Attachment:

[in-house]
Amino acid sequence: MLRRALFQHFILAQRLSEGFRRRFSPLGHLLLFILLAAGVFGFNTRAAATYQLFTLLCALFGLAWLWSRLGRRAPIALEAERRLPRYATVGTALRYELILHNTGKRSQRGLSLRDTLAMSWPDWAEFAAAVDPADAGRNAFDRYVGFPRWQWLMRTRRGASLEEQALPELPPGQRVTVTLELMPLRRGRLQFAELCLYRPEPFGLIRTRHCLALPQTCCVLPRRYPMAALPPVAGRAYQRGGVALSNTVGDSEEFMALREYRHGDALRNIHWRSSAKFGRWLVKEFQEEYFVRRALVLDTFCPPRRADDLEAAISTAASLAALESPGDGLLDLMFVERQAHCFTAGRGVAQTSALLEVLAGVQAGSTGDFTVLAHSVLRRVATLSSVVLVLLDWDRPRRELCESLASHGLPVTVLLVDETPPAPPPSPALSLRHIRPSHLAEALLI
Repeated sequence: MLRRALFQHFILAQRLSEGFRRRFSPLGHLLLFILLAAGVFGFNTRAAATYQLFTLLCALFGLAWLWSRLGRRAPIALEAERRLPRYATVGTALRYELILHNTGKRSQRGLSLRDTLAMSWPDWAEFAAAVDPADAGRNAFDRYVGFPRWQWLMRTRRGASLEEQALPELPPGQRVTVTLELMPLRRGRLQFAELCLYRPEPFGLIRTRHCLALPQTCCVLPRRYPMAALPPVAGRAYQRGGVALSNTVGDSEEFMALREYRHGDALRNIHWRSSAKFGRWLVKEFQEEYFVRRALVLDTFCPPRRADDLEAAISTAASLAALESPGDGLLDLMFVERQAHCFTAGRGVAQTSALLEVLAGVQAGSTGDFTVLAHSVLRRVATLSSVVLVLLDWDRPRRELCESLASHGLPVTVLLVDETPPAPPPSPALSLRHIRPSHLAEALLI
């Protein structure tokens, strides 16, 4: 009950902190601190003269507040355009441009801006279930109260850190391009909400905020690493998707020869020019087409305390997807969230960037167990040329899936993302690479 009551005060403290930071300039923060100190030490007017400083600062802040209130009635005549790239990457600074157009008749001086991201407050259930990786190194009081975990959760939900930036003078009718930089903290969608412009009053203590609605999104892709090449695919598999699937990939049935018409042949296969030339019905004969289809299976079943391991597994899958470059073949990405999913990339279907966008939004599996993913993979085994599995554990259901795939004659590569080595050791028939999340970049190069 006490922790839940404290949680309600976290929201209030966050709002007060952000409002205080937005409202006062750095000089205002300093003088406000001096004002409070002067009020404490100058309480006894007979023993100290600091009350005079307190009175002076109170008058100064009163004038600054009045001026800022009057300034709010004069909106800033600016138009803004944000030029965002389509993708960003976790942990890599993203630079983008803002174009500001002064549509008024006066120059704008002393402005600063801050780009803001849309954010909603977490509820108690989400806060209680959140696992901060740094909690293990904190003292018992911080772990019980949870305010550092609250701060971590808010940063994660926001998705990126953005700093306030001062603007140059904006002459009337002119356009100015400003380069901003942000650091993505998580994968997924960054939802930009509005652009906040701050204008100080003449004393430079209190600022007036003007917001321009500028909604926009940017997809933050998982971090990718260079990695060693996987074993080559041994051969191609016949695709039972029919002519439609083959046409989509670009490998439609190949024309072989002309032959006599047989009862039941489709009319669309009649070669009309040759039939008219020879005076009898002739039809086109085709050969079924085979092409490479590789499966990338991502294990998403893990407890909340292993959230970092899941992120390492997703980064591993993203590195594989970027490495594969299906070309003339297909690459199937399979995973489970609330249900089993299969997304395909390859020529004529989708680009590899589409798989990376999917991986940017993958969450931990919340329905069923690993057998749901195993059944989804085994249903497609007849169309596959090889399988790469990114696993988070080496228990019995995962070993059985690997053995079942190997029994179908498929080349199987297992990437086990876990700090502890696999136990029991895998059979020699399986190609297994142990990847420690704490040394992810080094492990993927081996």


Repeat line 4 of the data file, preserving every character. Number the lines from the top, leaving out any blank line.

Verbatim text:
């Protein structure tokens, strides 16, 4: 009950902190601190003269507040355009441009801006279930109260850190391009909400905020690493998707020869020019087409305390997807969230960037167990040329899936993302690479 009551005060403290930071300039923060100190030490007017400083600062802040209130009635005549790239990457600074157009008749001086991201407050259930990786190194009081975990959760939900930036003078009718930089903290969608412009009053203590609605999104892709090449695919598999699937990939049935018409042949296969030339019905004969289809299976079943391991597994899958470059073949990405999913990339279907966008939004599996993913993979085994599995554990259901795939004659590569080595050791028939999340970049190069 006490922790839940404290949680309600976290929201209030966050709002007060952000409002205080937005409202006062750095000089205002300093003088406000001096004002409070002067009020404490100058309480006894007979023993100290600091009350005079307190009175002076109170008058100064009163004038600054009045001026800022009057300034709010004069909106800033600016138009803004944000030029965002389509993708960003976790942990890599993203630079983008803002174009500001002064549509008024006066120059704008002393402005600063801050780009803001849309954010909603977490509820108690989400806060209680959140696992901060740094909690293990904190003292018992911080772990019980949870305010550092609250701060971590808010940063994660926001998705990126953005700093306030001062603007140059904006002459009337002119356009100015400003380069901003942000650091993505998580994968997924960054939802930009509005652009906040701050204008100080003449004393430079209190600022007036003007917001321009500028909604926009940017997809933050998982971090990718260079990695060693996987074993080559041994051969191609016949695709039972029919002519439609083959046409989509670009490998439609190949024309072989002309032959006599047989009862039941489709009319669309009649070669009309040759039939008219020879005076009898002739039809086109085709050969079924085979092409490479590789499966990338991502294990998403893990407890909340292993959230970092899941992120390492997703980064591993993203590195594989970027490495594969299906070309003339297909690459199937399979995973489970609330249900089993299969997304395909390859020529004529989708680009590899589409798989990376999917991986940017993958969450931990919340329905069923690993057998749901195993059944989804085994249903497609007849169309596959090889399988790469990114696993988070080496228990019995995962070993059985690997053995079942190997029994179908498929080349199987297992990437086990876990700090502890696999136990029991895998059979020699399986190609297994142990990847420690704490040394992810080094492990993927081996």